CHAPTER 1 - Jillian
I learned an important life lesson at Carrie Picalow’s slumber party when I was just ten-years-old: Horror movies are awesome…until it’s time to go to sleep. Sure they’re fun for two hours while you scream with your friends, but the following eight hours spent squeezing your eyes shut and attempting to fall asleep are torture. I made a vow to stay away from horror movies from there on out, but it never really worked. If I knew there was a scary movie on, I’d flip by the channel to get a peek. If I felt particularly brave, I’d stop and watch for a few minutes with my fingers partially covering my eyes. Even though I knew I shouldn’t—even though I knew I’d be up all night staring at my closet convincing myself that there wasn’t a scary little girl or a deranged clown inside—I’d watch. I couldn’t stop myself. And just as I would have predicted, I’d spend the rest of the night huddled under my covers.
I got the same feeling every time I stared across the room at the computer on my desk. When I’d sit down and open up my browser, I wouldn’t just check my email. I wouldn’t check the weather or the local headlines either. No. Even though I knew I shouldn’t—even though I knew it would only irritate me—I’d do something worse than watching a horror movie. I’d log onto Facebook.
Thanks to the so-called geniuses behind Facebook, suddenly people felt compelled to broadcast every thought, idea or mindless observation in their head on a minute-by-minute basis. But the worst part was that I couldn’t look away. It probably wouldn’t bother me as much if I actually knew any of the people complaining about having to go to work or needing their morning coffee. I didn’t. Not really. My timeline was full of people whose names I knew—kids who went to my high school and lived in my town—but I wouldn’t call them friends. Sure, I remembered that I had chemistry with that guy, and lived down the street from that girl, but I didn’t hang out with them. Or anyone really. Now, over ten years later, I knew every detail of their lives.
Last week, Tyler Burroughs tagged our whole Reynolds High School class in his Twenty-Five Things About Me post. I couldn’t understand why he thought I’d be interested. I hadn’t seen Tyler in over a decade and I barely knew him then, so I could say without a doubt that I didn’t care that he was still a terrible driver and almost lost his license twice. I didn’t care that he went to Comic-Con and met Joss Whedon in the men’s room. Unless Joss was whipping out long lost Buffy footage, it didn’t interest me. But for some reason, I kept coming back. Facebook had become the horror movie I was destined to watch every day of my life.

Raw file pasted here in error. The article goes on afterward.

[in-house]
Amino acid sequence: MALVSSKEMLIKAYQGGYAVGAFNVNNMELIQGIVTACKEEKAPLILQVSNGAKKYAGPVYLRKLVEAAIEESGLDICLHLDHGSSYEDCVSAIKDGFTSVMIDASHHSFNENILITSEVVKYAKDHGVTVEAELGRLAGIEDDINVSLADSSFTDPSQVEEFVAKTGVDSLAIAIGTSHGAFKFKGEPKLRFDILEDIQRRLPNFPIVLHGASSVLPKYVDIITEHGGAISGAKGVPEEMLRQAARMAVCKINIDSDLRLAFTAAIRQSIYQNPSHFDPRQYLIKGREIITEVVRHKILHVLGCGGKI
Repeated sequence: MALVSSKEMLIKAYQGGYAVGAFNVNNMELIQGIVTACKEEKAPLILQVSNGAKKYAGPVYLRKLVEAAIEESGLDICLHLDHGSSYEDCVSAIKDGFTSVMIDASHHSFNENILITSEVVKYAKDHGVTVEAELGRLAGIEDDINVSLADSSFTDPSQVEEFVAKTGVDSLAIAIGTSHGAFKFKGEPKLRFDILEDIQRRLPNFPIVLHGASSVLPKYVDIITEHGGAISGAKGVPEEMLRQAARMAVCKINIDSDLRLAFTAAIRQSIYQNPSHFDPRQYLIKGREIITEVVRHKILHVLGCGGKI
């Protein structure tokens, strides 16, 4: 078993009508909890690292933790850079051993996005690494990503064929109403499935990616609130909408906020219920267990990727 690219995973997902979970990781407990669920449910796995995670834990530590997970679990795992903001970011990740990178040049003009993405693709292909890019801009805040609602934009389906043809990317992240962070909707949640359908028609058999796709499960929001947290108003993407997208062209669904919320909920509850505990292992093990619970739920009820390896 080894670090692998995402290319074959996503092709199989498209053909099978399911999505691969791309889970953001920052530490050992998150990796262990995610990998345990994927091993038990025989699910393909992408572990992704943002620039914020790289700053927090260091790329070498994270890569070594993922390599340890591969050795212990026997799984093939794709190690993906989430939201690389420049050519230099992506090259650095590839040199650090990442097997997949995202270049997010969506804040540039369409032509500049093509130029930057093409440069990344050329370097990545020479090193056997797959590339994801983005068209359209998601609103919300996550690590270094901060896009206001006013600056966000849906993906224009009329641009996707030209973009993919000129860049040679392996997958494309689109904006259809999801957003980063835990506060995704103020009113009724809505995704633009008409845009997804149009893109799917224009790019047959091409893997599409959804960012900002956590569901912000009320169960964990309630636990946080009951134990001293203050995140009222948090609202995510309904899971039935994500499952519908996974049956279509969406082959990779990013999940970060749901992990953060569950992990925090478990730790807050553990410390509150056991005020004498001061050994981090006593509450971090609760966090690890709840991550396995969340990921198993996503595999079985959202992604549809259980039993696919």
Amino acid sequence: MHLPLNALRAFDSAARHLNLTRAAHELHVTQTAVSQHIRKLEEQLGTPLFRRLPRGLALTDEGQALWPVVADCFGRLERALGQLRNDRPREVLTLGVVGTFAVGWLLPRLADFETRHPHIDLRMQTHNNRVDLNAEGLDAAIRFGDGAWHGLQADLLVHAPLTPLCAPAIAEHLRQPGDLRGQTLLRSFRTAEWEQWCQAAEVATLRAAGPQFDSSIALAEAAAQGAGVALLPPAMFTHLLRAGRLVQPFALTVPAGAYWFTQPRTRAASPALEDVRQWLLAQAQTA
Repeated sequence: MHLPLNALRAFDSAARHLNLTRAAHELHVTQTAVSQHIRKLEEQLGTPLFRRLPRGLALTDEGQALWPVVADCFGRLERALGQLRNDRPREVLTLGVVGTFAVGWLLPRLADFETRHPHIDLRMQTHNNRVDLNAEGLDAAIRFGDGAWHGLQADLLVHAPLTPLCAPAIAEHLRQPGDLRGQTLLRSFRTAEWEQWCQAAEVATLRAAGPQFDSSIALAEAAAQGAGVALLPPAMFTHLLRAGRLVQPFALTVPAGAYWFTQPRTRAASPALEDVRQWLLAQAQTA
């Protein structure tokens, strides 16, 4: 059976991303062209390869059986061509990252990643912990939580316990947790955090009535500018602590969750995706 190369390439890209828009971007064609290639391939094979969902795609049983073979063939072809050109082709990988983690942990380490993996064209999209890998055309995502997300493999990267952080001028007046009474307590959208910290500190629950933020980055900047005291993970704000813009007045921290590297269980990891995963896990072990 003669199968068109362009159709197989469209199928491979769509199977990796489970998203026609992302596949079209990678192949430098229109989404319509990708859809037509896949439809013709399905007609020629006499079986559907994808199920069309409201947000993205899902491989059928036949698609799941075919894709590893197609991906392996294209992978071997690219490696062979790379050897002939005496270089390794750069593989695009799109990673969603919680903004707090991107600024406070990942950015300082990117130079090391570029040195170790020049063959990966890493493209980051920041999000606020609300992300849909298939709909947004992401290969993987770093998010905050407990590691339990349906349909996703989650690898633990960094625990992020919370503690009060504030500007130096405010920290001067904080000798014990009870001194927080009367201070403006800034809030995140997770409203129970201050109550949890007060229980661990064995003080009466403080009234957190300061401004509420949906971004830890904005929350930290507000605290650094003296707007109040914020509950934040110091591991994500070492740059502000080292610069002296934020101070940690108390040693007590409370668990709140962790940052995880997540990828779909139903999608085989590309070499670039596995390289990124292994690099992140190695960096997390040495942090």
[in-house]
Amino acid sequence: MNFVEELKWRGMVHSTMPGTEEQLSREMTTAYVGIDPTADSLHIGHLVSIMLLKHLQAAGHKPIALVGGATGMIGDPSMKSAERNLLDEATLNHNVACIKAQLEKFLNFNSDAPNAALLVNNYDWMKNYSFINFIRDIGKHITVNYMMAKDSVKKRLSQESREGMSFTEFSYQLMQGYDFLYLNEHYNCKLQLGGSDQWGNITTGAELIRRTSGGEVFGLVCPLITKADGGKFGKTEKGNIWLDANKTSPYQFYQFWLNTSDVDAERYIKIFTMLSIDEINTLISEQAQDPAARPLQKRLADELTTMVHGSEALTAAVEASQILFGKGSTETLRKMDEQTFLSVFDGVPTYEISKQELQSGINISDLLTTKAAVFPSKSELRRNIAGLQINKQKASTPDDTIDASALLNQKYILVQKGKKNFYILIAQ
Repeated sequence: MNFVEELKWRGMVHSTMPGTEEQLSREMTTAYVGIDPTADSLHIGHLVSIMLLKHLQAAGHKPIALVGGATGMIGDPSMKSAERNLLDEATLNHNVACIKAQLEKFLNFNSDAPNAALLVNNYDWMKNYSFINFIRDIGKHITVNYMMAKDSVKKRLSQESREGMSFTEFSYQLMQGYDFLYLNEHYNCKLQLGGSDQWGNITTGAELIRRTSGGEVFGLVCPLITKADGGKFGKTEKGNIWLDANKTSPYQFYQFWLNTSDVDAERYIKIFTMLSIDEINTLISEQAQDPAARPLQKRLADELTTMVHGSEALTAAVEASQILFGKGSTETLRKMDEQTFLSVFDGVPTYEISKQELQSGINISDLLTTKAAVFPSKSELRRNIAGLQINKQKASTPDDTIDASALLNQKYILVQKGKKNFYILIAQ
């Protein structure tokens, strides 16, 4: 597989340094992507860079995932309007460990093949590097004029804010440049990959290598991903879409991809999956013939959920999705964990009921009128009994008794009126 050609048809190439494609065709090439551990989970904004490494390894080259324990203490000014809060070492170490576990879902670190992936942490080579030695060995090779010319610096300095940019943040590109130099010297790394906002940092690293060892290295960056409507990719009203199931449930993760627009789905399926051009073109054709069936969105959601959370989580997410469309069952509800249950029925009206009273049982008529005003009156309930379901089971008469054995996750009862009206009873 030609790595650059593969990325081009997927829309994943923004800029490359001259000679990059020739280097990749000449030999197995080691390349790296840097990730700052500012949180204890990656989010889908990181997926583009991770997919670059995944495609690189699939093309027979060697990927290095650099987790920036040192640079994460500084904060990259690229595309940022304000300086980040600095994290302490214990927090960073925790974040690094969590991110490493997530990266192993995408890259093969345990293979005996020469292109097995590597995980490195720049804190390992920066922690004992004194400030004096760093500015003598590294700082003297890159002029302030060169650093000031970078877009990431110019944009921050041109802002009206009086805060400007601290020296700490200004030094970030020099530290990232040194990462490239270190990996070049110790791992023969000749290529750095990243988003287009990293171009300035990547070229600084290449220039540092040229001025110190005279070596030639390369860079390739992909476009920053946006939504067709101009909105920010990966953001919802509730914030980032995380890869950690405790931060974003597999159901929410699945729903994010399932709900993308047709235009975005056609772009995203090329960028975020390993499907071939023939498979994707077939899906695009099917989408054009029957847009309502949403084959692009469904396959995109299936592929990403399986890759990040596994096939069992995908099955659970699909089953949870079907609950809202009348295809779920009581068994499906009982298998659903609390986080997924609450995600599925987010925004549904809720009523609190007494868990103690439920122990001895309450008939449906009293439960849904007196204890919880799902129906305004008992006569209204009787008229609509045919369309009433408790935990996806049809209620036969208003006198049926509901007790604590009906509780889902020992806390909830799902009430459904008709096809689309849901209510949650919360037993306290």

I blame my best friend Danielle who practically forced me into creating a profile. “Everyone is on Facebook, Jillian,” she informed me. “Even my papa. Don’t you want to be cooler than my papa?”
I couldn’t argue with that logic so I gave in and joined the world of social networking. Now thanks to Danielle, I was able to view people I barely knew discuss high school parties I hadn’t been invited to, dances I’d never attended and places I’d never been.
It really wasn’t her fault. High school was different for Danielle. We went to the same school, but we didn’t exactly run in the same circles back then. She was popular and outgoing, and I was…well…mute.
Looking back now, I didn’t have a lot in common with that girl anymore. People change. And in my case, for the better, I think. I left the shy me back in the school library, eating lunch alone and chatting with the librarian because everything was different once I left Reynolds, Washington, for New York City.
It was during Summer Freshman Orientation at NYU that I ran into Danielle. Literally. I was walking through the quad daydreaming when I nearly plowed over what I thought was a small child. My backpack and papers went flying in the air, and I landed flat on my ass.
“Jillian Cross!” she exclaimed. “What are you doing here? How did I not know you were going to NYU?”
I winced from the pain in my behind and looked up into the pale blue eyes of Danielle Powers. Danielle was someone I had occasionally said hi to, but it was never much more than that. She was in my World Lit class senior year, she was exceptionally perky, and after bouncing off her, ridiculously sturdy for such a small little thing. With her button nose and short, stylish bob, she reminded me more of a cartoon character than an actual person.
“Danielle, wow,” I stammered, suddenly feeling self-conscious. “I didn’t know anyone else from Reynolds would be here.”
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Genre – Chick Lit
Rating – PG13
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